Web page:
Over the past few years numbers from the Independent Evaluation Group show spending on sponsorships of sports events and other entertainment venues have surpassed $63 Billion dollars – and growing at a healthy rate of 4%. With such figures it would be a natural assumption sports organizations have an easier time getting sponsors to activate. However, this couldn’t be farther from the truth.
“Sponsorship sellers typically say, ‘I have this great list of rights and benefits. Do you want to buy them?’ And then they leave the sponsor alone to activate and hope they have good metrics and renew the partnership a year later,” says one PGA Tour Executive.
Desire for High Quality Engagement, lack of measurement, lack of trust
The tricky part is that the industry lacks a true way of measuring the value of sponsorship programs, and their in-venue activations. Not fully grasping the importance that high-profile sponsorship has in areas of customer advocacy or brand building, which results in sponsors assuming a lower Return on Investment (ROI). A study by the Association of National Advertisers (ANA) shows that 70 percent of sponsors want to validate sponsorship, but more than half do not have a reliable measurement to do so.
Brands sponsor sports because they have a gut feel that there is value in engaging passionate sports fans, but they don’t believe that sports properties can deliver when it comes time to activate. They can’t measure it, they don’t trust it, so they don’t value it. It’s a shame, sports properties are in the best position to engage their own fans, and they can deliver the depth of engagement sponsors so deeply want.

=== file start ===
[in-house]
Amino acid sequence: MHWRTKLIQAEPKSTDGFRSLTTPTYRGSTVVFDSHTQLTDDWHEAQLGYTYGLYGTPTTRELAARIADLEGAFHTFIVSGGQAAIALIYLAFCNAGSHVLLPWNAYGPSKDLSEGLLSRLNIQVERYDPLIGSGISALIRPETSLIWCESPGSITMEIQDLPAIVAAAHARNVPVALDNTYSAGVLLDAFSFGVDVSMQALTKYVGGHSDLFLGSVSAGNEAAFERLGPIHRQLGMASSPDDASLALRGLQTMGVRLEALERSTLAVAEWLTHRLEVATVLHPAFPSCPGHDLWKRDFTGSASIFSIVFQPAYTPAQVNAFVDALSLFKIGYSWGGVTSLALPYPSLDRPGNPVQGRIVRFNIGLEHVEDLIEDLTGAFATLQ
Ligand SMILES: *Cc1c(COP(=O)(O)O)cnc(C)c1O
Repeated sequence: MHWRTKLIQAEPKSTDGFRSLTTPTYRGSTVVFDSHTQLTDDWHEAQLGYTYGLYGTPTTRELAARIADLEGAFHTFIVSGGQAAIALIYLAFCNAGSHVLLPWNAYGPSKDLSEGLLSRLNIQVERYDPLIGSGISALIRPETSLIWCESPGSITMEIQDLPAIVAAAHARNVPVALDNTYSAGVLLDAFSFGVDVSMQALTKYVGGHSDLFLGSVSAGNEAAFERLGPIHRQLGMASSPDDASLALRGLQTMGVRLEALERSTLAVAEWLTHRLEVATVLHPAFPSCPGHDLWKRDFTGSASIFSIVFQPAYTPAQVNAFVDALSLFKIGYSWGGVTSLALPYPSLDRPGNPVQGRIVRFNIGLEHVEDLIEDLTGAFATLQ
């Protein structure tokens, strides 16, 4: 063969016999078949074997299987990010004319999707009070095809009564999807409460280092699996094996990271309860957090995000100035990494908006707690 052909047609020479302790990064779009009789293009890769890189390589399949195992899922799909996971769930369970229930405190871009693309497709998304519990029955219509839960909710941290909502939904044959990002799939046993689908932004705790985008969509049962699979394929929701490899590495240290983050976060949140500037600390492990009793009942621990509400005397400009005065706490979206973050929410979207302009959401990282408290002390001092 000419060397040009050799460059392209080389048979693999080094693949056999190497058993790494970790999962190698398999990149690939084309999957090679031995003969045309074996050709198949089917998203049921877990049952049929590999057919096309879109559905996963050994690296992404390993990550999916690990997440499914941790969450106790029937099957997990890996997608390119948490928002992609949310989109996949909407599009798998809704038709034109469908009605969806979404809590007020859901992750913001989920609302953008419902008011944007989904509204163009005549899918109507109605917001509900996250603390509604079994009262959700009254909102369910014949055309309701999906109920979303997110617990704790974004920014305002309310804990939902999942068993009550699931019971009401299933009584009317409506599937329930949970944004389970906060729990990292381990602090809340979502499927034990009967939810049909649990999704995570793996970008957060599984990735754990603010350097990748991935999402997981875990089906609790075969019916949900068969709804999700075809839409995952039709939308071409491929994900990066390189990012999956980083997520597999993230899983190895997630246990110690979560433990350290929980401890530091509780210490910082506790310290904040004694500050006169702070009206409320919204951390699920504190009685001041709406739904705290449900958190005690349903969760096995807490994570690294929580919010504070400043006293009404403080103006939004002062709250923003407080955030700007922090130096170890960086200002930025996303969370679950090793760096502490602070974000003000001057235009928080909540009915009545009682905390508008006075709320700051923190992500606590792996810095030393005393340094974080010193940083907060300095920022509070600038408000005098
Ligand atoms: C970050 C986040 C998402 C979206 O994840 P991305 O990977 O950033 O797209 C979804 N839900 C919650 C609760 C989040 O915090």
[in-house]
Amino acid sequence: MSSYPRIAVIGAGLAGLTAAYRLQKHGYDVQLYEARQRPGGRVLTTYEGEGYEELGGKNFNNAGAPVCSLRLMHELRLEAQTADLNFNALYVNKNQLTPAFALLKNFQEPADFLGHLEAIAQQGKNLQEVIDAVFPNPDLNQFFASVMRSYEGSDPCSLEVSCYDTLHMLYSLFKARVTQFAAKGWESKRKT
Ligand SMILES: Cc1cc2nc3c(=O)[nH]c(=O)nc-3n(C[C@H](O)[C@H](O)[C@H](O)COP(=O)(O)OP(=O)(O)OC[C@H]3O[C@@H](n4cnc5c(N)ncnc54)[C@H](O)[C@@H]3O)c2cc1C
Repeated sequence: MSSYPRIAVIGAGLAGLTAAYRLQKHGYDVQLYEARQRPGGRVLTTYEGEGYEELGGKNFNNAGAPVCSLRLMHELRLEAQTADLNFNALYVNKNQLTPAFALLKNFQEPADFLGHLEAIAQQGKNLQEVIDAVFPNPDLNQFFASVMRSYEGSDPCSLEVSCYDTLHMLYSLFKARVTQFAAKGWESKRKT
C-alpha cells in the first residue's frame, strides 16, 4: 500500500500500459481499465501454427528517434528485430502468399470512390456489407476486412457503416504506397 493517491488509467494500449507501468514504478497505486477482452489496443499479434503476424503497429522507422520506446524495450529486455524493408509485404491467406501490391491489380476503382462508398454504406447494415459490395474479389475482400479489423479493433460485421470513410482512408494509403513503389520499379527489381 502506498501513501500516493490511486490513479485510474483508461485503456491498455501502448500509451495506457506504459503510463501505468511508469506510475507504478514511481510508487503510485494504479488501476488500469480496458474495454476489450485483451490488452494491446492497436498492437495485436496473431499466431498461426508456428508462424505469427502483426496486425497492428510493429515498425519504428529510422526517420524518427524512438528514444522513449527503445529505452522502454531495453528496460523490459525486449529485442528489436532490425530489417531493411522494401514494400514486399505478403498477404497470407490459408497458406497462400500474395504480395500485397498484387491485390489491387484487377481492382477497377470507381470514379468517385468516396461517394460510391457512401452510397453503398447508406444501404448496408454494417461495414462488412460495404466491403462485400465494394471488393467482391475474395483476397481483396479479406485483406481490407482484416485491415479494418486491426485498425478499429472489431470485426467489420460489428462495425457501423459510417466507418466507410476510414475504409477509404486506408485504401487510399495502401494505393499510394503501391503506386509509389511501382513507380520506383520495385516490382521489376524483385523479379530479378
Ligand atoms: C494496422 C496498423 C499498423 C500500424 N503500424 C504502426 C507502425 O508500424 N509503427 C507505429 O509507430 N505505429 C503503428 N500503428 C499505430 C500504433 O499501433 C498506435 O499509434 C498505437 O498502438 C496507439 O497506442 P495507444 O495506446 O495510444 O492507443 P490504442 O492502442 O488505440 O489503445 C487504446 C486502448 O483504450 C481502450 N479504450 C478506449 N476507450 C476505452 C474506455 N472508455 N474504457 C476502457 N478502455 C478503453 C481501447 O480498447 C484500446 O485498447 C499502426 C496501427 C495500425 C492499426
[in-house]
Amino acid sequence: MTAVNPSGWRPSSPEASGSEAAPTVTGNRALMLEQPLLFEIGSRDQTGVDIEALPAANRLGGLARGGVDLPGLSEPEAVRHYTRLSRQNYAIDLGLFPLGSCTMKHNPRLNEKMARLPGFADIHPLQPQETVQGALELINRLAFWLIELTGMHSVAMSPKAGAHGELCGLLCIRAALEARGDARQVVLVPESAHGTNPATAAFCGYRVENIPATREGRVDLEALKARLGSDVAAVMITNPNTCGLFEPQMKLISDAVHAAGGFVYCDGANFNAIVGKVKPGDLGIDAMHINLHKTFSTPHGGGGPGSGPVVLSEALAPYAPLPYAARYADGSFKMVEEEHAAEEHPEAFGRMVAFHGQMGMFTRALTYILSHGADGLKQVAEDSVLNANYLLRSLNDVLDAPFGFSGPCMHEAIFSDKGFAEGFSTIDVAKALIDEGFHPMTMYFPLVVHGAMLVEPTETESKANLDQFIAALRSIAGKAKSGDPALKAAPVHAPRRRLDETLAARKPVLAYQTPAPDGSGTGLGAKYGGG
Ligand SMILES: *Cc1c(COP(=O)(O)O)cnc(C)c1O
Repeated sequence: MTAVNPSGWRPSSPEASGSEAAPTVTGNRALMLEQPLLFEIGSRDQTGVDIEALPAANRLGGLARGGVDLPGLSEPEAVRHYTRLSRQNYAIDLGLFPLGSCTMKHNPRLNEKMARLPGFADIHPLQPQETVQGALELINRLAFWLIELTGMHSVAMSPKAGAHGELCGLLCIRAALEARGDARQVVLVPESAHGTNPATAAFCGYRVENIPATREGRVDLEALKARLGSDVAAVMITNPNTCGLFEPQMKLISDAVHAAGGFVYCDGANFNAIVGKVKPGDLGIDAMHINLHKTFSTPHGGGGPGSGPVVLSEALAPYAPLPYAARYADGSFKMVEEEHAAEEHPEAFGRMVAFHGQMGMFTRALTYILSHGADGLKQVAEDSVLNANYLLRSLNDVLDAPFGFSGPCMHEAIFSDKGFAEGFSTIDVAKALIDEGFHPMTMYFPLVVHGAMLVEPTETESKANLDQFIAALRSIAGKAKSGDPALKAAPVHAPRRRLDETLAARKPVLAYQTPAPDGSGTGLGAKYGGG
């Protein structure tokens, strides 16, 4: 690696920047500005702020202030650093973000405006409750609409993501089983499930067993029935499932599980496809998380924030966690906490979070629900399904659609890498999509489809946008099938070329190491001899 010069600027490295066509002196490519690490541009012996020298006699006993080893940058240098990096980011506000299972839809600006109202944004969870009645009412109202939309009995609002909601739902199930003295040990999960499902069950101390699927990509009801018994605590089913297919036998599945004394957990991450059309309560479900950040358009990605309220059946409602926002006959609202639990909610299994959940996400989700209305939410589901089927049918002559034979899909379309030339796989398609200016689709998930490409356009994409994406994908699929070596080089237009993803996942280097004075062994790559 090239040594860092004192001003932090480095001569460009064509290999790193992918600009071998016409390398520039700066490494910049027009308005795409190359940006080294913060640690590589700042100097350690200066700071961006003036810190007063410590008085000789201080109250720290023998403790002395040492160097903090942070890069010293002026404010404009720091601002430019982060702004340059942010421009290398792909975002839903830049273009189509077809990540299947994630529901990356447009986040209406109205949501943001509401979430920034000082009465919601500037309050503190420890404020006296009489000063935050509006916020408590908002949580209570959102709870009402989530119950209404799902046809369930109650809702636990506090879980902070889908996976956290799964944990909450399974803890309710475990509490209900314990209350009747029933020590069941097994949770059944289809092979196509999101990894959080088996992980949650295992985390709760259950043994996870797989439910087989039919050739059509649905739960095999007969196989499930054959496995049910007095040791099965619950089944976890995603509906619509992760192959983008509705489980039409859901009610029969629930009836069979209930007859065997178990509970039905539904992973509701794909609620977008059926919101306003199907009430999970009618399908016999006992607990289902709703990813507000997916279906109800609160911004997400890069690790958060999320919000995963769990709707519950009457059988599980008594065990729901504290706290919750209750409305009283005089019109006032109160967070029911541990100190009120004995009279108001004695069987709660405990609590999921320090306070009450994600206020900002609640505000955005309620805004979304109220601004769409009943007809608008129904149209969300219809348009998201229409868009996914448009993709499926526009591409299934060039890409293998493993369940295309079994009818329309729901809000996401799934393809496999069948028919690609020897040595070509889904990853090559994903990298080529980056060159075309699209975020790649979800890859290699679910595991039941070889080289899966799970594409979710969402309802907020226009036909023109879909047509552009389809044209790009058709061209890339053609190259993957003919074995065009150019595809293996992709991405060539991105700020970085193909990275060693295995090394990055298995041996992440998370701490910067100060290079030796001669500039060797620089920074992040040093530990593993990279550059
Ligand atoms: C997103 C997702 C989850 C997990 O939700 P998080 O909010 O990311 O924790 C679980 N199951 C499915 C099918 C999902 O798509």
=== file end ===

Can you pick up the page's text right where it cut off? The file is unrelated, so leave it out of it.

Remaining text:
Delivering at Scale, lacking the right assets
Assuming the sponsor understands the impact of an in-venue activation, scale is always in question. Josh Stinchcomb, Chief Experience Officer at Condé Nast, had this to say:
“Scale is always a challenge in experiential… there may be ways to piggyback other events and create new opportunities, and we’re totally open to that.”
The challenge is in scaling an activation not only within the venue, but also outside the venue, and across the sponsor’s key demographics. Traditionally this meant looking at ways to amplify small scale activation with massive paid campaigns, effectively banking on the association, and not the transformational power of the activation. Sponsors aren’t seeing the right options, they don’t believe sports properties can deliver the engagement they want with the scale they need.
A senior manager of brand experience for Miller-Coors puts it this way:
“In the uber-competitive beer business, we always feel like we can out-activate our competitors. If we have the right set of assets, then we feel like we’re going to drive value and ultimately deliver against our objectives.”
These thoughts are echoed elsewhere:
“I used to talk to my team about the importance of an integrated ‘360’ campaign. Now I say ‘forget 360, think 365’, having a sports contract gives you souped-up content and a way to engage with people that are passionate and are going to react to what you say with a high level of engagement,” said Pierre Diernaz, Vice-President Marketing, Nissan.
The solution is also a question: How can a sports sponsorship program integrate live physical experiences across a large number of fans, and connect them to assets that reinforce key messages and engagement across all channels including digital?
It’s no secret it’s up to the sports partnerships professional to create an atmosphere of shared success.
“Your sponsorship opportunities should be presented as a ‘win-win’ relationship,” said Todd Uglow, who teaches event management at the University of Nevada-Las Vegas, formerly with Major League Baseball and the National Football League.
Uglow believes that the strength in building partnerships, is that as objectives align, sponsors feel heard and trust is earned. At the end of the day, meeting the needs of your partners, be it through activation or otherwise, is the only way to raise sponsorship value for everyone involved.